It’s no secret we’re being watched. In the virtual world, websites keep millions of terabytes of personal click and page-visit history. On the street, you can find ATMs and supermarket cameras quietly videotaping passersby. An estimated one trillion photos will be taken this year, many not even by humans, and there’s a good chance you’ll pop up in thousands of them. Even if you’re relaxing on top of a 200 foot tall wind turbine, privacy can be compromised.
Nobody is safe.
None of this really phased me. So what if I appear as some random dude in the background of thousands of photos this year? I have nothing to hide. Hell, I even kind of like my personal shopping suggestions on Amazon. This was until I registered for NEUR1030: Neural Systems.
My change of heart had nothing to do with the class itself. The transformation from happy nonchalance to paranoia occurred in the computer lab, where we were asked to take a pre-test on our personal computers.
The first direction was to download an anti-cheating Chrome extension called “Proctorio.” Continue Reading
While taking a quick study break this afternoon, I stumbled upon a subtle new feature on Facebook called “See Friendship,” which now sits next to the “Comment” and “Like” tabs on certain Newsfeed items.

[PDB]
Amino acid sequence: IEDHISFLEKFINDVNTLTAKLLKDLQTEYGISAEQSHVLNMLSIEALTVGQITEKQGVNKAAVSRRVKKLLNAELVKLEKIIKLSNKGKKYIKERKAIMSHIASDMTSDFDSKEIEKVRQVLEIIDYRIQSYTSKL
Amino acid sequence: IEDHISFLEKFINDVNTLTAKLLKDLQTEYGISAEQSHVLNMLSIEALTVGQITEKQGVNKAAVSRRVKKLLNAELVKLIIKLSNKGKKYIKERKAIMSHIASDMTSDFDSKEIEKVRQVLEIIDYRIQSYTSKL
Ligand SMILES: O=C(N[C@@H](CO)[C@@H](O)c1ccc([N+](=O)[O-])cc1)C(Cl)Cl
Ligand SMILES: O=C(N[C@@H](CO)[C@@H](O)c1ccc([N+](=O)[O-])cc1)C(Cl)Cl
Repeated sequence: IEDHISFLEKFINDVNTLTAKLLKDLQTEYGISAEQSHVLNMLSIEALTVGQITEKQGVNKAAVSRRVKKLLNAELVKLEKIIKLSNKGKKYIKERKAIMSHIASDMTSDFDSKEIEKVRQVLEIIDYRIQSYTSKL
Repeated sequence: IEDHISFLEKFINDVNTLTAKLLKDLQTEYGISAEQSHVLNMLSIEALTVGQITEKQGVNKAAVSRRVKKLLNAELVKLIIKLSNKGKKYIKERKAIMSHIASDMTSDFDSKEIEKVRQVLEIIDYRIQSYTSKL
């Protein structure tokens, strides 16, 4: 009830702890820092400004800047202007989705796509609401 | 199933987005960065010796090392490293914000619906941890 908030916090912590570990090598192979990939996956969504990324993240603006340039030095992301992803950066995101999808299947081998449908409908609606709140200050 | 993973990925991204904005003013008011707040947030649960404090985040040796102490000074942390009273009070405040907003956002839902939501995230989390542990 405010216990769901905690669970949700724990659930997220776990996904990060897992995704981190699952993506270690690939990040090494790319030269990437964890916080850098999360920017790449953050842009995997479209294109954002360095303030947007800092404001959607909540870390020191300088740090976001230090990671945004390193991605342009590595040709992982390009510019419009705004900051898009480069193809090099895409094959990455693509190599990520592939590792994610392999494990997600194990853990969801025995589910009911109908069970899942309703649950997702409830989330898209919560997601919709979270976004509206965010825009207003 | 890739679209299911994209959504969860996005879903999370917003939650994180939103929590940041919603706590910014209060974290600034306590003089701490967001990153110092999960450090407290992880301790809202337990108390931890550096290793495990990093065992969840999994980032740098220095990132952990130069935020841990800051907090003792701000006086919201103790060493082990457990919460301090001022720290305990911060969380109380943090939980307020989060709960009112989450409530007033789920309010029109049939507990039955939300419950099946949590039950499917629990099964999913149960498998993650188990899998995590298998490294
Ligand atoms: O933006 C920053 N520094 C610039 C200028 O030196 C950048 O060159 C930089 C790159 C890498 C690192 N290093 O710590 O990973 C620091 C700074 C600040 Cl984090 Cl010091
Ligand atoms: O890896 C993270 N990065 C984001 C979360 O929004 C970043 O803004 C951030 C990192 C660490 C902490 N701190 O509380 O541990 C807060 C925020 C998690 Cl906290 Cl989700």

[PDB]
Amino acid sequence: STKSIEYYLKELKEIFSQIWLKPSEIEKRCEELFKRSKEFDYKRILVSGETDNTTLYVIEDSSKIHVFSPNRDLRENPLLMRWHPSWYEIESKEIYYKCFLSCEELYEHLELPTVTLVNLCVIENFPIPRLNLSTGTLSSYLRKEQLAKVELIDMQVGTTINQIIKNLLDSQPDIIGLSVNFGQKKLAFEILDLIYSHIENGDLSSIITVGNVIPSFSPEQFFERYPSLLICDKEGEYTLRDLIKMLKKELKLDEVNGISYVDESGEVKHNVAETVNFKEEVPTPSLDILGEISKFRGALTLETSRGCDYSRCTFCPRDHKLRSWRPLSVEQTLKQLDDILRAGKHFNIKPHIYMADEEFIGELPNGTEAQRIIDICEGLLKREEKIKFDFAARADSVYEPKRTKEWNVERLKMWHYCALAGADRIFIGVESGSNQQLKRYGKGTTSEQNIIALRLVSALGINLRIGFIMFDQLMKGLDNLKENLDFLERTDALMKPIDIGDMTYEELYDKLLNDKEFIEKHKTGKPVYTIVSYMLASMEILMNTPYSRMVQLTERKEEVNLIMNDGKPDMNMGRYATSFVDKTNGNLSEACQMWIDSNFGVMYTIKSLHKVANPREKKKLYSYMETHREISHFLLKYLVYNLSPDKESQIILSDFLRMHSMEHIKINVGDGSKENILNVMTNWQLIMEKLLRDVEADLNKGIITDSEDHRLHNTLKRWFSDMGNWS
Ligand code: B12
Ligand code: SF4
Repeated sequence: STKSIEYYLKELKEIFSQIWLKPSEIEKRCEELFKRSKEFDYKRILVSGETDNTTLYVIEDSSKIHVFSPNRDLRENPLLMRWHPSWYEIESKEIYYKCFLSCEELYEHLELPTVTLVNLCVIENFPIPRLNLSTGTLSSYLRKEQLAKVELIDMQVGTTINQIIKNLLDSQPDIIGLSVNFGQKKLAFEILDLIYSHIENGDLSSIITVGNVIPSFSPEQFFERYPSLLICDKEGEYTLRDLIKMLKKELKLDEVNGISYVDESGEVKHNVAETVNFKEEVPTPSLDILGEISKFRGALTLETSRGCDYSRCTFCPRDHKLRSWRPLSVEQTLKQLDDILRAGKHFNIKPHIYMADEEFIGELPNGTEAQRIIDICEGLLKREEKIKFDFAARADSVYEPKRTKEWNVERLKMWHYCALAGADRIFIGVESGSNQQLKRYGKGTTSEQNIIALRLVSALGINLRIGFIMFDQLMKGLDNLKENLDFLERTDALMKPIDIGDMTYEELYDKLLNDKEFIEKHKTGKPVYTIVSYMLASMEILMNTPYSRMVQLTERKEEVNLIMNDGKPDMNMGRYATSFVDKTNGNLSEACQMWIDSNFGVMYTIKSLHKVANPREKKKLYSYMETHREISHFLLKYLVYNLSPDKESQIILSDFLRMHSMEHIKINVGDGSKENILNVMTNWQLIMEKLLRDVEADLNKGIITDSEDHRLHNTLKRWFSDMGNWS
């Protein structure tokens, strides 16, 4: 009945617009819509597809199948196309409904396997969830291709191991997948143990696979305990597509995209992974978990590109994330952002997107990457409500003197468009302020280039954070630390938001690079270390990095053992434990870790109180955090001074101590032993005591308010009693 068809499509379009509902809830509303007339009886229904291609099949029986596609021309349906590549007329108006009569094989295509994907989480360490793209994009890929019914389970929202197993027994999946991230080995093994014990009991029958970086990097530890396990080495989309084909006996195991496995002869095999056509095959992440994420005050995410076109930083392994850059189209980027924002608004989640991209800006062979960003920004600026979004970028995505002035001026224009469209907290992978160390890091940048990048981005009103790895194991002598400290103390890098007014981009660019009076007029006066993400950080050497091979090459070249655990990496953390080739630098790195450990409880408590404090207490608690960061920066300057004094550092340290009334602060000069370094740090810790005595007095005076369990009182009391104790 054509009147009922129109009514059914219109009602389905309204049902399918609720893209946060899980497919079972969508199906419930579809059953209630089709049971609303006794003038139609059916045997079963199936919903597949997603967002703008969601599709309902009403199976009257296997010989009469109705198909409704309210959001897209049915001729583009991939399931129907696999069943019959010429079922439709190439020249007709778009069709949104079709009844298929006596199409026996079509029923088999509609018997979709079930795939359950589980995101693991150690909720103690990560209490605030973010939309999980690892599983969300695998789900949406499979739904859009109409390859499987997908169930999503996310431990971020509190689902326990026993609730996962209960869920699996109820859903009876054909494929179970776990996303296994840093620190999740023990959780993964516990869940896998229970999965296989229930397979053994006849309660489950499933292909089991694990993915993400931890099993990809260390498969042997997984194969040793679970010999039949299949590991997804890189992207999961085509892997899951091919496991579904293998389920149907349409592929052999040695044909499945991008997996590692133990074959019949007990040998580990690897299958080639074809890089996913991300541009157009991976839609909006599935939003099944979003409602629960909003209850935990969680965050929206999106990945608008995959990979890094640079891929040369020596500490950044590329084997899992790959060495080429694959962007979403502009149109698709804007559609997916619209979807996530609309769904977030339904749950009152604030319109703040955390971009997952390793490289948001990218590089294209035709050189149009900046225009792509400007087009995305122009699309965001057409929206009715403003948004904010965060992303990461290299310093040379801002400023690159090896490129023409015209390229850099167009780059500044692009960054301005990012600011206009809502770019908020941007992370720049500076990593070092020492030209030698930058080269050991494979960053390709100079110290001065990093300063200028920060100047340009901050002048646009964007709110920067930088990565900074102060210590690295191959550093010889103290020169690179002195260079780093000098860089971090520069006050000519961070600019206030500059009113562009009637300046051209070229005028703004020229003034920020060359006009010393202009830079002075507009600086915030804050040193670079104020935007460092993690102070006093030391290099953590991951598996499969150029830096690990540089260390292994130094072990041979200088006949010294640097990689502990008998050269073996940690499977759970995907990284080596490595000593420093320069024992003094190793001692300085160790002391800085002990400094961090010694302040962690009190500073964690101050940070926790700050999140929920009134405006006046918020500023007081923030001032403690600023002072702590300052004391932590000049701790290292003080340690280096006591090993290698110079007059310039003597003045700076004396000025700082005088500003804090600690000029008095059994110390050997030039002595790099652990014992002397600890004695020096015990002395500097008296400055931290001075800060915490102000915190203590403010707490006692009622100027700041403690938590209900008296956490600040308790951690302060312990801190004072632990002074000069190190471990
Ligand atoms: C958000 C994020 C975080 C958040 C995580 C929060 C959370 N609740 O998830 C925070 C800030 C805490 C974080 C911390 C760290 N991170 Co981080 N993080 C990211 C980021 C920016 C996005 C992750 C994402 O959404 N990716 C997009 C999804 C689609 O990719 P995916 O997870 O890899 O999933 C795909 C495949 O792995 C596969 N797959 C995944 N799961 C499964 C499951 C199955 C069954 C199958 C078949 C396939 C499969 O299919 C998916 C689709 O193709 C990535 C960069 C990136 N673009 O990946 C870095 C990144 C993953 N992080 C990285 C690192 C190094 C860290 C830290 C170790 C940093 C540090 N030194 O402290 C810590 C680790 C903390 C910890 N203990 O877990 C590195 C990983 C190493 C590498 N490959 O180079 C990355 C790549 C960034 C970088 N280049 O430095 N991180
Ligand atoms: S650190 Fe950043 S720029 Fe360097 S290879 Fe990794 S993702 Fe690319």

"See Friendship" / Facebook
Considering the name alone, one can only imagine the sketchy possibilites surrounding this little tab — and of course curiosity led me to click it. The result was something reminiscent of the most horrifying aspects of an Orwellian future: an individual page organizing the entirety of the two friends’ interactions on the social network – sort of like a beefed up Wall-to-Wall.
The implications of this button are even more terrifying. Now Brunos can closely examine fellow students’ entire friendships on Facebook. Now their personal chronicle, from chance encounter at FishCo to a trip to the mall (this is all, of course, hypothetical), can appear as a neatly laid out biographical page. Thus, Facebook continues its longstanding tradition of wholly unnecessary features that further broadcast each and every move a person makes on the network.